Sunday, November 26, 2017


When I was in Canada leading the priest convocation in Vancouver, British Columbia, recently, I took a picture of the "Homeless Jesus" sculpture on a park bench in front of the door of Holy Rosary Cathedral.
Notice the holes in his feet. It  makes quite a statement to those going in and coming out of the cathedral for Mass.

As long as you failed to do it for
these least ones, you failed to do
it for me.  
MATTHEW 25     

One of my favorite weekly laughs used to come from “News From The Weird,” a column in that free paper I used to see all over Louisville. It’s called LEO. They always had a few stories that proved “truth is stranger than fiction.” One of their regular themes is the fact that we human beings have a tendency to get our priorities all screwed up. Some time back, for instance, they told of a situation in Washington, DC - a domestic altercation which broke out between John Hardy and his wife. As they scuffled, their pit bull became so agitated that John Hardy pulled out a knife and fatally stabbed the dog to death.  Judge Fredrick Weisberg sentenced Mr. Hardy to three months in prison for assaulting his wife and twenty-four months for assaulting his dog! Talk about your priorities!

In the gospel today, we are presented with an imaginary courtroom scene where the priority of love, active love expressed and realized in deeds of kindness and mercy, is presented as the criteria upon which judgment will be rendered. The only law that counts in that courtroom is the law of unselfish love. The only question asked is “did you offer practical help and assistance to your fellow human beings?” Jesus sits on the judges bench. We are called in, one by one, to stand before him for judgment. When the witnesses are called, the hungry, the thirsty, the naked, the ill and strangers, they will testify to the fact that they know us or to the fact that they have no idea who we are. It will be a biblical version of that old 60's quote that said, “If you were accused of being a Christian, would there be enough evidence to convict you?” In this judgment scene, Jesus is not some vindictive judge. Our own actions, rather the lack of them in this case, will convict us.

There was a movie a few years back where this parable was told in modern images. It was called “Defending Your Life.”  It’s about a man who was killed in a car wreck. After death he was transported to Judgment City to await trial where he would be called to defend his life. At his trial, all the different events of his life are shown to him on a giant TV screen, as well as how he handled them. His defense attorney and his prosecuting attorney take turns helping him with, or challenging, his defense.  The criterion for judgment was “what did you do to help others with all that you were given?”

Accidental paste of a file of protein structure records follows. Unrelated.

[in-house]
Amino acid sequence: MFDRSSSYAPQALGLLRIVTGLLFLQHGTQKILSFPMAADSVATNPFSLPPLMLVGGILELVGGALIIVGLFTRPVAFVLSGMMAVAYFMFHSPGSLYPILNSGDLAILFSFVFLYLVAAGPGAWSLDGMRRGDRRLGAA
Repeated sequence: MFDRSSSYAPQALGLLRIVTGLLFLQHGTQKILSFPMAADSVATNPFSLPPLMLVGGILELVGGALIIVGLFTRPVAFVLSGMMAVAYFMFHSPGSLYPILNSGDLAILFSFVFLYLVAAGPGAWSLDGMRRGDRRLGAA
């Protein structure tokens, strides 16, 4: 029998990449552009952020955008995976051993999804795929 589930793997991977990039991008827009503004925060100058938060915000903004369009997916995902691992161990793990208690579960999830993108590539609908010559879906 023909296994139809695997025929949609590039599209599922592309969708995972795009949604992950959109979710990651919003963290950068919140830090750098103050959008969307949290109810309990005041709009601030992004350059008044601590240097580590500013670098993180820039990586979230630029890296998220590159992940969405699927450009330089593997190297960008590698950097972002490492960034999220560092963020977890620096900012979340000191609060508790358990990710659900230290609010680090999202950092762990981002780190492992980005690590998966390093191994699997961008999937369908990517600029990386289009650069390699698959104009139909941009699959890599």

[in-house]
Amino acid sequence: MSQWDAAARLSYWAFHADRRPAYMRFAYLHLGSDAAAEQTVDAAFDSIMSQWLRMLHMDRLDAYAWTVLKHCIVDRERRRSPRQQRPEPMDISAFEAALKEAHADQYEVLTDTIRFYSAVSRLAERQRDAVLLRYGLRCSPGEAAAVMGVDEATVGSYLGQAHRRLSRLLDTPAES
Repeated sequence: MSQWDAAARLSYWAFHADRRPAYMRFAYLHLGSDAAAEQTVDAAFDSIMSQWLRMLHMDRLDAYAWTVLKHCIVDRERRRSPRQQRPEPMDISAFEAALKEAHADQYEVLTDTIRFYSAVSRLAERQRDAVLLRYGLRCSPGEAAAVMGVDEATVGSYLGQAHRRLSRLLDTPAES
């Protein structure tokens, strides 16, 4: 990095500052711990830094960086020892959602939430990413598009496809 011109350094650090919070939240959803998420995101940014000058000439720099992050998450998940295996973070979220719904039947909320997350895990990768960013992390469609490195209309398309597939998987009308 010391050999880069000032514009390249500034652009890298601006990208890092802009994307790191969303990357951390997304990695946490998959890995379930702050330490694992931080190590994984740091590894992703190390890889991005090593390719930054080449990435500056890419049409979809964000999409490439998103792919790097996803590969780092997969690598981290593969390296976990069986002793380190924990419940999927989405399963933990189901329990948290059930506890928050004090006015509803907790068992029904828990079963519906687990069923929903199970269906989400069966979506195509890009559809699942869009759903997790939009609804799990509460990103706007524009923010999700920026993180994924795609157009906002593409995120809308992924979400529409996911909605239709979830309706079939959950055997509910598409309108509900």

Throughout this gospel, Jesus has been arguing with the religious authorities over the essence of religion.  They believed that the essence of religion was about celebrating rites and rituals, keeping endless rules and judging who was worthy and who wasn’t in God’s eyes. Jesus insisted, on the other hand, that the essence of religion was about intentionally lifting up the poor, actively respecting the dignity of everyone, and truly trusting the boundless goodness and mercy of God. The message of Jesus throughout this gospel has told us that actions count more than words. Jesus was clear when he said, “It is not those who say, "Lord, Lord," who will enter the kingdom of God, but those who "do the will of my Father.” 

This parable is normally read to promote such things as clothing drives, food pantries for the poor, prison visits and being kind to minorities, immigrants and strangers. All those things are good, but they do not go deep enough. This gospel is a lot more challenging than that. It asks us to address the causes of these conditions. It has to do, not just with handing out charity, but lifting up the poor in a way they can help themselves. Our charity should be looked at as a temporary solution, not a goal in itself. As a workshop that was advertised in The Record said recently, we need to “reinvent” charitable giving. What is really needed is the elimination of the conditions that cause a person to need charity. It has to do with education, affordable housing, access to health care, informed voting, immigration policies, a living wage, peace making, educational opportunities, national budget priorities and so on.  It is about recognizing the systems that produce these problems and committing to their elimination. In my mission work in the islands, I am determined not to make the people down there dependent on my charity, but help organizations who can help them lift themselves out of poverty.